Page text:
A new joint venture with American company Plug Power will aim to push Renault to 30 per cent market share in the hydrogen fuel cell-powered, light commercial vehicle market in Europe, while renewed focus will be placed on profitable market segments in Latin America and Russia.
Also in the plan is the 'Software République', a partnership with a range of technology and miscellaneous companies to collaborate on an array of software, artificial intelligence and general technology projects for future Groupe Renault vehicles.
A new infotainment system, dubbed My Link, will be introduced in 2022, featuring built-in Google services and artificial intelligence-based functions.
If you thought the changes to the master Renault brand were comprehensive, it's time to familiarise yourself with Groupe Renault and Luca de Meo's plans for its reborn sports car brand, Alpine.
The Alpine moniker will be repositioned to combine the existing Alpine sports car brand, Renault Sport Cars and Renault Sport's motorsport activities (currently operated under the Renault Sport Racing name) under one roof.
In doing so, it will shift to a road-car product plan consisting entirely of electric vehicles, with three models to launch in the coming years (teased above).
The new-model offensive will be led by a new zero-emissions sports car co-developed with British specialist Lotus, which will serve as the replacement for the current, petrol-powered A110. For more details on that project, read our full story here.
Given Alpine's focus on electric vehicles, the rebranding of Renault Sport to Alpine, and the lack of a C-segment small hatch in the performance brand's plans, the future of the current Renault Megane RS – powered by a 1.8-litre turbocharged four-cylinder petrol engine – appears to be in doubt.
Renault's participation in a variety of motorsport activities will also be brought under Alpine's wing, headlined by the newly-renamed Alpine Formula One Team. An endurance racing debut for Alpine has been locked in for 2021, with an entry into the all-electric Formula E series also rumoured to be on the cards.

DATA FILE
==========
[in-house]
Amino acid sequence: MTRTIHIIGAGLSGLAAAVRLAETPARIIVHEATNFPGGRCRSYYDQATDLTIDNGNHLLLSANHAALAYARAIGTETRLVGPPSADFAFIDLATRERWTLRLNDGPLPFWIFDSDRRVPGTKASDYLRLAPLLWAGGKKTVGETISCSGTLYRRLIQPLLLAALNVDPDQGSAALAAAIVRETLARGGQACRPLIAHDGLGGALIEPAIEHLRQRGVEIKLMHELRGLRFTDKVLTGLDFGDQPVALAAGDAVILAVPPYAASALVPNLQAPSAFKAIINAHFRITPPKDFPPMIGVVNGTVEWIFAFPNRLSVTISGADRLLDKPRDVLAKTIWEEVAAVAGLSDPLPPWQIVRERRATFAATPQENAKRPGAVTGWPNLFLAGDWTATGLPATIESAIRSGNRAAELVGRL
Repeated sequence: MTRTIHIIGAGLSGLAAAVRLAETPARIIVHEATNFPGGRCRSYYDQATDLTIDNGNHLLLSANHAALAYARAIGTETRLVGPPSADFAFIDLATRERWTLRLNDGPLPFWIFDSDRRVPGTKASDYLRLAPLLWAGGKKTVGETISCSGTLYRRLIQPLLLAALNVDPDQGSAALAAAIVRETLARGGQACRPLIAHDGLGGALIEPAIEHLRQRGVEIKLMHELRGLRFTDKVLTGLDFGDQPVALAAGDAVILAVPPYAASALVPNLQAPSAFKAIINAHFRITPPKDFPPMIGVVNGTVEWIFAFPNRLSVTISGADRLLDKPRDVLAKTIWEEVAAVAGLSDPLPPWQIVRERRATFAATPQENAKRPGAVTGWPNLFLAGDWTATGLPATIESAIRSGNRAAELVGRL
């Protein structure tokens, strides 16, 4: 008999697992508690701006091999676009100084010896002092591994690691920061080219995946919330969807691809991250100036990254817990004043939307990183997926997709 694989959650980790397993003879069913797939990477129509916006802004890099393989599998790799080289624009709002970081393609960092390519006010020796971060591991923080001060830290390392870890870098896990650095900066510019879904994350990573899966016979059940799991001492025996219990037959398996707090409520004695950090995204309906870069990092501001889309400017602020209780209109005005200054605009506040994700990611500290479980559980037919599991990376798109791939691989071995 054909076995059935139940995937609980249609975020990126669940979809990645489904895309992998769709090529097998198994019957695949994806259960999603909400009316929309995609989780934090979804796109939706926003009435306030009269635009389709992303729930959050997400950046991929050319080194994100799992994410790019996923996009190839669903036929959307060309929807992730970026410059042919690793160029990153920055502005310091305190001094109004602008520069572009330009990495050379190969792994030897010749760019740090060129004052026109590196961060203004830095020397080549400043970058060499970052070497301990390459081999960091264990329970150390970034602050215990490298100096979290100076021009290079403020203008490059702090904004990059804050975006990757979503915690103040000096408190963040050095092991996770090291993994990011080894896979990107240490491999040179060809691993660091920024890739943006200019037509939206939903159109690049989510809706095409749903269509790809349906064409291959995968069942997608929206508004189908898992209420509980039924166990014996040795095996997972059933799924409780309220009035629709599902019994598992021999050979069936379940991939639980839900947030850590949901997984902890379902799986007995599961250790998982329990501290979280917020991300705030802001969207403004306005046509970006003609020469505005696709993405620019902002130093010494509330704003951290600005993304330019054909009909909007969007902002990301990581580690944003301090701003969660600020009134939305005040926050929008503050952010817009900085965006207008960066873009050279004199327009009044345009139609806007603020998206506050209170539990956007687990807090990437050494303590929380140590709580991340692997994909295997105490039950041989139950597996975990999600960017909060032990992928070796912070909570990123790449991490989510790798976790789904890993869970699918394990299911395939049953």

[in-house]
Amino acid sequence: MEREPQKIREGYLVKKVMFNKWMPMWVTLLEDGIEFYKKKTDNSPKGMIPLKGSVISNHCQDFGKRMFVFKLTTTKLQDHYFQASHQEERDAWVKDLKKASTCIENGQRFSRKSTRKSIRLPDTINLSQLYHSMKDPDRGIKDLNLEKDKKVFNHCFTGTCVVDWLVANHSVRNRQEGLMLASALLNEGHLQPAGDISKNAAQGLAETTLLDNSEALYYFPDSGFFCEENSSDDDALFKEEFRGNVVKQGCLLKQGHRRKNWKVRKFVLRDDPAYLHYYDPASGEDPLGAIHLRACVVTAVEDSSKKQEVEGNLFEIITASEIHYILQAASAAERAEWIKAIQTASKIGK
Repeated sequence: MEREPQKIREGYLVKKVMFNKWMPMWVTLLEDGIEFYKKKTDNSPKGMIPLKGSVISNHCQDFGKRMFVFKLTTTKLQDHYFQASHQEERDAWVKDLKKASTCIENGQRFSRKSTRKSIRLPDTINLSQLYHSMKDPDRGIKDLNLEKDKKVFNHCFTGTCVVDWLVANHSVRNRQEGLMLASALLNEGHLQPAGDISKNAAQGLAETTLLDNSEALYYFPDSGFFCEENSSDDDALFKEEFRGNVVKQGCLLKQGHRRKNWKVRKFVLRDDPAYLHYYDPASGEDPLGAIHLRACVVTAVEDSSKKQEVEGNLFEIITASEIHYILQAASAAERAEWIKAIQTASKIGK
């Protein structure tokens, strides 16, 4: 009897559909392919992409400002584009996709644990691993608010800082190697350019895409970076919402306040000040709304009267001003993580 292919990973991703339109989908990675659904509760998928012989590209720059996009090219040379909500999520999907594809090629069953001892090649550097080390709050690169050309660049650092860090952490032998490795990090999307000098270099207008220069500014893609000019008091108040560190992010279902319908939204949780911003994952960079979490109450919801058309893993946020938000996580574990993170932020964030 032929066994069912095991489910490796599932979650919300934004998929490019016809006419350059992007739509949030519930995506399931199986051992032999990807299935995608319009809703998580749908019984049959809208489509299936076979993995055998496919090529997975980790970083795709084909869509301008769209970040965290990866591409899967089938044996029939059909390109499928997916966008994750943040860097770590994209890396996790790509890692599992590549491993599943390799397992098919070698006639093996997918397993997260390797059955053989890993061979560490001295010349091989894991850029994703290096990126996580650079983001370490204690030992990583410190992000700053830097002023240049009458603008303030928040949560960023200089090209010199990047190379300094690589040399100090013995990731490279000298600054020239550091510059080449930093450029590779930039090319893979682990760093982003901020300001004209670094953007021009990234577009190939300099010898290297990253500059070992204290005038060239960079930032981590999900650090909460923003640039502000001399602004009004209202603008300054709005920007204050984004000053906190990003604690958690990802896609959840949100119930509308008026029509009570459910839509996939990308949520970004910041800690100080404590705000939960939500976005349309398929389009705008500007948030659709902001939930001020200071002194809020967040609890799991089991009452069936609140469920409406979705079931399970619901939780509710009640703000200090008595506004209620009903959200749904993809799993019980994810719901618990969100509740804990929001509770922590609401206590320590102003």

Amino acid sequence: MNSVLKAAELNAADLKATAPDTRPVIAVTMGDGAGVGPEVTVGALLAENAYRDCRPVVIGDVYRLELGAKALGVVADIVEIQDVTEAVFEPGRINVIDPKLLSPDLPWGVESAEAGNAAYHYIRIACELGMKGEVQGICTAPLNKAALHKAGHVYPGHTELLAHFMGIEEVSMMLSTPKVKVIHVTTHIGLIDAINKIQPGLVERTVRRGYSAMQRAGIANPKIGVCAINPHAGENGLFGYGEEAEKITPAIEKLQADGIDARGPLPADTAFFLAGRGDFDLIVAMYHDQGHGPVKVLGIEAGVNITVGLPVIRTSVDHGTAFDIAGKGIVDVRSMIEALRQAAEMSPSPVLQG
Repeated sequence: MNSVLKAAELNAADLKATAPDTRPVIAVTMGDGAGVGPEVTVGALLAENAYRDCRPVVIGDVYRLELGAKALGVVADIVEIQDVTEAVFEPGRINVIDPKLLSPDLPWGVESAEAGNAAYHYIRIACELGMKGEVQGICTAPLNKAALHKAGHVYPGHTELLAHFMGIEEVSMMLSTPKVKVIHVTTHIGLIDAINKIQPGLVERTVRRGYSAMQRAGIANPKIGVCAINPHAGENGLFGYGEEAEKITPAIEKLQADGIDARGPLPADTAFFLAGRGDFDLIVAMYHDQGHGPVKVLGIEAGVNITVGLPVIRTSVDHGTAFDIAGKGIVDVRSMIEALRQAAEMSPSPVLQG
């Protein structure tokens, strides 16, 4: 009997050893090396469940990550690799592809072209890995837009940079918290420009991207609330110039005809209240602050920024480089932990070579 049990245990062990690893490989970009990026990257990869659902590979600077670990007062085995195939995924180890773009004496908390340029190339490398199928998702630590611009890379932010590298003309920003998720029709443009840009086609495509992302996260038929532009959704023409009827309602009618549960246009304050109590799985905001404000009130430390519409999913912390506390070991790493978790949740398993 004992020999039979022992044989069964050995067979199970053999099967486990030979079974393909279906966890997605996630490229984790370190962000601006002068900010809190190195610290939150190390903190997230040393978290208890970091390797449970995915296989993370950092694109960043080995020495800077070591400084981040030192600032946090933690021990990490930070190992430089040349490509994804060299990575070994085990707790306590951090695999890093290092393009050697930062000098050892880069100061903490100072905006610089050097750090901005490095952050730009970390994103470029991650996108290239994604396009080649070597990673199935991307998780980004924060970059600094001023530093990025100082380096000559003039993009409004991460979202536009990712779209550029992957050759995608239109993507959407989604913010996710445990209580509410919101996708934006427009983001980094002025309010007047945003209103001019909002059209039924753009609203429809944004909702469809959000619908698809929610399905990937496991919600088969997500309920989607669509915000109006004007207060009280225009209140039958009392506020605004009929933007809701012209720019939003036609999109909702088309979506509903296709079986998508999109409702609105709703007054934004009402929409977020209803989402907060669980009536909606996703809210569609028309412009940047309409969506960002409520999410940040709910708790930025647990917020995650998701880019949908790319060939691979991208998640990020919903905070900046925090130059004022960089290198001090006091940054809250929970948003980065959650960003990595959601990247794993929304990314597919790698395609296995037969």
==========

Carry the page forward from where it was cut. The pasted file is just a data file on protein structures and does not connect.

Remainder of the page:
With its all-new product portfolio in the pipeline, Alpine has set a clear goal for its future: become profitable by 2025.
Dacia and Lada
Groupe Renault's 'affordable' brands, Romania's Dacia and Russia's Lada, are also in line for a major shake-up in the coming years.
Headlining the changes will be the introduction of a new "super-efficient" business model, which will see Dacia and Lada 'combined' as one business entity – though each brand will continue to market their own vehicles, with distinct exterior and interior styling.
Four platforms will be simplified to just one – the light-sized CMF-B architecture – and 18 body types will be cut to 11, with total production intended to top 1.1 million.
Dacia will launch three new models by 2025 – in addition to the recently-unveiled Sandero, Logan and Spring Electric – including one C-segment vehicle, expected to take the shape of a production version of the Bigster Concept (above) unveiled alongside the business plan announcement.
Lada will host the debuts of four new models, including an all-new replacement for the iconic Niva off-road SUV in 2024 (bottom), and a C-segment SUV of its own in 2025.
A revival of a range of "iconic models" has also been promised, as has the introduction of natural gas and E-Tech hybrid powertrains to lower fleet CO2 emissions.
A new brand for Groupe Renault, Mobilize will "developing new profit pools from data, mobility and energy-related services", and will reportedly account for more than 20 per cent of the group's revenue by 2030.
Mobilize will introduce four specially-designed vehicles: one for ride-sharing, one for last-mile delivery, and two for car-sharing services (previewed by the EZ-1 Prototype, pictured above).
"Innovative" financing solutions will also be offered by the new brand, as will a "dedicated data, services and software platform".
Stay tuned to CarAdvice for more details of Renault's future as the fruits of its plans are unveiled in the years to come.